Unbroken: The Power Of Resilience In Louis Zamperini

Hillenbrand’s subtitles for Unbroken is “a World War II story of survival, resilience and redemption”, and this clearly, is her main thematic statement. However, there are sub-themes of these three major ideas. On several occasions, the author explains that the key to survival through such difficult times is through the preservation of human dignity. She illustrates with Louie’s story that the men that had maintained their humanity and dignity, despite horrific inhumane treatment, were the ones that had a much stronger chance of survival.

Hillenbrand distinguishes a string of misfortune and versatility in Louie’s pre-war life. As a child, Louie developed up destitute but his rebellion pushed him to revolt against the restrictions he saw around him. At the time he communicated this rebellion in improper and damaging ways, acting delinquently and taking from neighbors and neighborhood businesses. His adored more seasoned brother, Pete, inevitably made a difference rectify Louie out by giving him an unused challenge: running. Louie poured his assurance into training — which by definition is the proceeded act of giving one’s all and overcoming difficulty through physical and mental resilience — eventually developing as an Olympian who competed at the 1936 Berlin Olympics. Hillenbrand conjectures that this encounter with misfortune and the strength such encounters made a difference to construct up permitted Louie to outlive the war. Getting stranded in a life-raft for forty-seven days was fair another impediment or deterrent to overcome. Additionally, after being captured by the Japanese, and subjected to the everyday savageries and mortifications of the Japanese labor camp, Louie never gave in to lose hope or hopelessness.

“Dignity is as essential to human life as water, food, and oxygen. The stubborn retention of it, even in the face of extreme physical hardship, can hold a man's soul in his body long past the point at which the body should have surrendered it.”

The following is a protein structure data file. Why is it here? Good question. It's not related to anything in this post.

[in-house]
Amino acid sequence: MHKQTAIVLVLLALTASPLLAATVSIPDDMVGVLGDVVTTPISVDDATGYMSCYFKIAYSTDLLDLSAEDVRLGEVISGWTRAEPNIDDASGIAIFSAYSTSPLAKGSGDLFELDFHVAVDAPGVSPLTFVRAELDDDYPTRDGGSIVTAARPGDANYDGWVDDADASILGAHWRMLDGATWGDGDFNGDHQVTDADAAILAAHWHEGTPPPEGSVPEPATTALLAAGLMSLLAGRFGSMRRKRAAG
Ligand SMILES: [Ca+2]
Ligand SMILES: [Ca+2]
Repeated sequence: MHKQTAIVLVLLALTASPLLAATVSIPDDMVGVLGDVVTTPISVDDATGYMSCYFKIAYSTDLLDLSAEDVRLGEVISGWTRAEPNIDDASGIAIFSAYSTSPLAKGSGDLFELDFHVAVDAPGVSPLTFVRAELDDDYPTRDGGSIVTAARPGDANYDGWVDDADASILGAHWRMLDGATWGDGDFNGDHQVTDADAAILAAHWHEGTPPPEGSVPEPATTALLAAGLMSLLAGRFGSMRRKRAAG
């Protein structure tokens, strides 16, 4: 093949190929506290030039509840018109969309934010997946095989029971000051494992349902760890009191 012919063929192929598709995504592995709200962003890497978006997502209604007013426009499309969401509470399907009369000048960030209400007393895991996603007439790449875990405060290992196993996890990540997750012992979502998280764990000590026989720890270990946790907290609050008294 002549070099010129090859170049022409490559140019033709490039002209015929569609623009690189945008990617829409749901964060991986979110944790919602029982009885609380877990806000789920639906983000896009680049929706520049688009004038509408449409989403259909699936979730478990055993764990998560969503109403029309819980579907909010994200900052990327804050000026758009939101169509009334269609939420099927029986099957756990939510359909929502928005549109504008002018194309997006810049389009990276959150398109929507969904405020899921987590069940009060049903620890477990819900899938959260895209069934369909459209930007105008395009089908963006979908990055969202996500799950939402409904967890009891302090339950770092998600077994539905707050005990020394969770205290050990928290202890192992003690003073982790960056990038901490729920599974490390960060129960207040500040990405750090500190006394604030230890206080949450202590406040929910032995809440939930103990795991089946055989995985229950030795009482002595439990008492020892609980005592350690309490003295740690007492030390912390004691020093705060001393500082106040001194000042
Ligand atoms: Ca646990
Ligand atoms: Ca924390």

This quote mentioned in the book, shows the necessity for resilience in people that is shown throughout the entire book and throughout Louis’ entire life.

Louie’s versatility made him able to resist the war but, maybe, made him less able to handle reintegration into ordinary civilian life after the war. Some time recently and amid the war, Louie’s versatility had continuously been characterized against the exceptionally concrete deterrents he confronted, whether that was preparing for the Olympics or surviving on the pontoon or within the Japanese camps. After the war, Louie was confronted instep with the risk of his possess intellect: mental wounds like night fear and flashbacks. He battled against these deterrents much as he did against outside deterrents, in this case curbing them with the utilization of liquor. But that combative versatility had damaging impacts in peacetime, both to himself and his family. It was as it were when Louie found a modern kind of resilience, a conviction in God established on acknowledgment instead of insubordination, that he might mend and redo his civilian life. “When he thought of his history, what resonated with him now was not all that he had suffered but the divine love that he believed had intervened to save him.” This quote brings the whole story of resilience and redemption into play.

Louis’ incredible story of courage, resilience, and redemption is a true representation of his life. From a trouble-making child, to a prisoner in a Japanese concentration camp, and even at the end of his life, struggling with PTSD, Louis should the power of courage and resilience. 

16 August 2021
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